The most important component that will determine the success or failure of a new software installation is getting your staff on board with the project. This is so critical to success that I felt it deserved its own post. I have seen software installations literally come apart at the seams because the staff refused to going along with it. Unfortunately it forced the business owners to throw in the towel and they often didn’t recoup all of their investment. The good news is that this can be avoided with a little bit of planning and communication beforehand.
First, let your staff know that you are thinking about switching to new software as soon as you have made the decision to start looking. If nothing else, it gives them time to get used to the idea. Explain to them why you believe it is the right move for your company (be specific) and invite their feedback, questions, and concerns. If you wait to tell them until you have already chosen new software, you may have missed blind spots that they could have helped you see that would have changed your mind.
Second, invite them into the process of evaluating how new software can help you reach your business goals. They are the experts at their job and can help you create your list of “must haves”. This also gives them some ownership in the process, which makes them more invested in its success.
The instances where I’ve seen software installations come completely unraveled are where the staff resented the fact that they were not consulted about the change in the first place. So they complained about every little thing and made mountains out of mole hills until the owners threw up their hands in defeat. This could have been avoided by inviting them into the process from the beginning.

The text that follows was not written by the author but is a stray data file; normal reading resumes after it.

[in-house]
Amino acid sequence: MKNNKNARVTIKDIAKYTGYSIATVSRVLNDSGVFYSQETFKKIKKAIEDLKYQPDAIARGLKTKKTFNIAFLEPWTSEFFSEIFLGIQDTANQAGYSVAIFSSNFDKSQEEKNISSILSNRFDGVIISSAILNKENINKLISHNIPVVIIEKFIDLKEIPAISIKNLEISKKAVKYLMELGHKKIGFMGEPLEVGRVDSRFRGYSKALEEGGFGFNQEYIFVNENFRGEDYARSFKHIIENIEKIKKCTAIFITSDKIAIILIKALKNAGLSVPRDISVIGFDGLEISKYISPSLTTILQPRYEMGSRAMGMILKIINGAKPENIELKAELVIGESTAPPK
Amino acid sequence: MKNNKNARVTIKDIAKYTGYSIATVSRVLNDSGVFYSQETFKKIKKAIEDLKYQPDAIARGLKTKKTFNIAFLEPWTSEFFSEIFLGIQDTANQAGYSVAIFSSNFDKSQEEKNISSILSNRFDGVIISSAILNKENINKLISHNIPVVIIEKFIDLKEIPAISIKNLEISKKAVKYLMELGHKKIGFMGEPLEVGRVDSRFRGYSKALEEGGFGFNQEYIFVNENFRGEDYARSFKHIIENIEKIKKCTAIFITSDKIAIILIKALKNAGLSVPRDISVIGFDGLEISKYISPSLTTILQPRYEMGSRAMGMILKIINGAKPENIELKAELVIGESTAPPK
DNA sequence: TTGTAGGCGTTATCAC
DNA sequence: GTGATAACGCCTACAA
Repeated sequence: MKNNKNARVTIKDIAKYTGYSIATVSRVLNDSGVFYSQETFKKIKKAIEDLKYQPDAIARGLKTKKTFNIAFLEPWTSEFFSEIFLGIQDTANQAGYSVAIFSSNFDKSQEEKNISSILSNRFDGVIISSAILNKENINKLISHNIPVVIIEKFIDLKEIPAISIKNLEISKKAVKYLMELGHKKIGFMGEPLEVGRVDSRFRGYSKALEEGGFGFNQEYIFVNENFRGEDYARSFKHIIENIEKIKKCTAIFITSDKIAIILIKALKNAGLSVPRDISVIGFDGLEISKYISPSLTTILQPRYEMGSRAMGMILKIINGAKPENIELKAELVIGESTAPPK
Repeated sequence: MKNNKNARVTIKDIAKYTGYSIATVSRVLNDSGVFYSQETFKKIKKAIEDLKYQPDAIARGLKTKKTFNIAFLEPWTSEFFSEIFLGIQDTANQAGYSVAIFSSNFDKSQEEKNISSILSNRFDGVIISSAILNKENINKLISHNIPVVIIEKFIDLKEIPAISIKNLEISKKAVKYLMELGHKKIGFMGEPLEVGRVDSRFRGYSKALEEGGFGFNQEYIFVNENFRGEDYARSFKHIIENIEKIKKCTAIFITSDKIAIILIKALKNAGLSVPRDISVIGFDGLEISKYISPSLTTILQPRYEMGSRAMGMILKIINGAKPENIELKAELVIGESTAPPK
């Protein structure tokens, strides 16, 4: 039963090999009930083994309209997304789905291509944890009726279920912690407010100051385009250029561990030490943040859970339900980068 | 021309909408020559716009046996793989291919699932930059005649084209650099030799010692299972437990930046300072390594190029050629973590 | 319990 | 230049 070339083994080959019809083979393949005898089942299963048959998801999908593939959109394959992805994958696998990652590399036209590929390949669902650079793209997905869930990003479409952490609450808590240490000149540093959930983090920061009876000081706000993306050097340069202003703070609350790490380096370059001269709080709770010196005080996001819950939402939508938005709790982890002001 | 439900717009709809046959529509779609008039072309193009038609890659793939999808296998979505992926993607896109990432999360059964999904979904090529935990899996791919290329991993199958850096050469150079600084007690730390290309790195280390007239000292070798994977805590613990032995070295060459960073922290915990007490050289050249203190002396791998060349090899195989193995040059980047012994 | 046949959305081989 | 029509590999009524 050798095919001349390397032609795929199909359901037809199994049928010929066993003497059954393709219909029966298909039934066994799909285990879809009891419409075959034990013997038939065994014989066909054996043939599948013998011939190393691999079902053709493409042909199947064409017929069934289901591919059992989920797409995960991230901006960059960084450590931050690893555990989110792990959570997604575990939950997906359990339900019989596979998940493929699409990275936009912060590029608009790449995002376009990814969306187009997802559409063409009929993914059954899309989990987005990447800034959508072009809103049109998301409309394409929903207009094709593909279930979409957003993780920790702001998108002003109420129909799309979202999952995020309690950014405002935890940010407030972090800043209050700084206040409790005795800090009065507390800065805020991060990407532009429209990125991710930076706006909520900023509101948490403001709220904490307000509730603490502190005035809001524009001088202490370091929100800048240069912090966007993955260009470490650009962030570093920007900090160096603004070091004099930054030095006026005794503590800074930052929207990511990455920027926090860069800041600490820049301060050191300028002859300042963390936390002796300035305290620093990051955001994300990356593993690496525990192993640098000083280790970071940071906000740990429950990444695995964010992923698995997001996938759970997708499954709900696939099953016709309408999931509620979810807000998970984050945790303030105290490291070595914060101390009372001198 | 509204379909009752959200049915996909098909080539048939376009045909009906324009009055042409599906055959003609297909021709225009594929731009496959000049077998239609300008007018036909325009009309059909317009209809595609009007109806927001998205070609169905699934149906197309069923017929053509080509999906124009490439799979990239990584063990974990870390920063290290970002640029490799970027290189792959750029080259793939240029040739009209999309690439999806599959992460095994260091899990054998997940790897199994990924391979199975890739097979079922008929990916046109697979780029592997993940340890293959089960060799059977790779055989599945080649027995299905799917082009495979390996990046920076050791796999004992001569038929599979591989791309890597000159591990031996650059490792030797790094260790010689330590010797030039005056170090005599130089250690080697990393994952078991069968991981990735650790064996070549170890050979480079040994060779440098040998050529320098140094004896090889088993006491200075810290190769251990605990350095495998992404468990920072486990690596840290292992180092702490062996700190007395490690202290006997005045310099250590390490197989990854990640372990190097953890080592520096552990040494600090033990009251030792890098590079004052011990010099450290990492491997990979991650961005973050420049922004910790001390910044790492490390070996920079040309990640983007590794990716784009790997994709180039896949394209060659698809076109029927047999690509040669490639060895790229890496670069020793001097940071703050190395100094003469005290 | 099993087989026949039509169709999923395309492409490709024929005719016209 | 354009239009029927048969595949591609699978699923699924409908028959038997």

It’s A Team Effort
Third, as you look at the various options that are out there, have your staff (ideally your department heads/team leads) evaluate the software with you. But do your salesperson a favor and designate a single point of contact that compiles everyone’s questions/concerns and sends it to them once or twice a week.
Don’t overwhelm them by having everyone in the company bombard them with questions and comments.
Once you have decided on a particular software package, explain to your staff why you chose that particular option and help them see how their feedback made it happen.
Dealing with Stragglers
Even after all of the above you may still have an employee or two that refuses to get on board. Maybe you went with a different option than what they wanted, maybe they’re afraid for their job, or are just resistant to change in general. Whatever the reason, try and understand specifically what they are concerned about. Then, ask for their help in making this a success. Software installation is a huge project and everyone involved is critical to its success.
If that doesn’t work, you may have to put your foot down and explain that while you understand and appreciate their concerns, you believe this is the best move for the business. At the end of the day a company is not a democracy. You’re the boss and you have to decide what’s best for the business. People are counting on you to lead them.
This person may no longer be in the right role, or a good fit for your company. They might be better suited for a different team or it may be time to part ways. Whatever the case, you may have to make some hard decisions. It’s an unfortunate part of leadership that never becomes easy.
The good news is that by involving your staff and communicating regularly, it will greatly reduce the chances of these kinds of situations considerably.
Next – How to Find the Right Software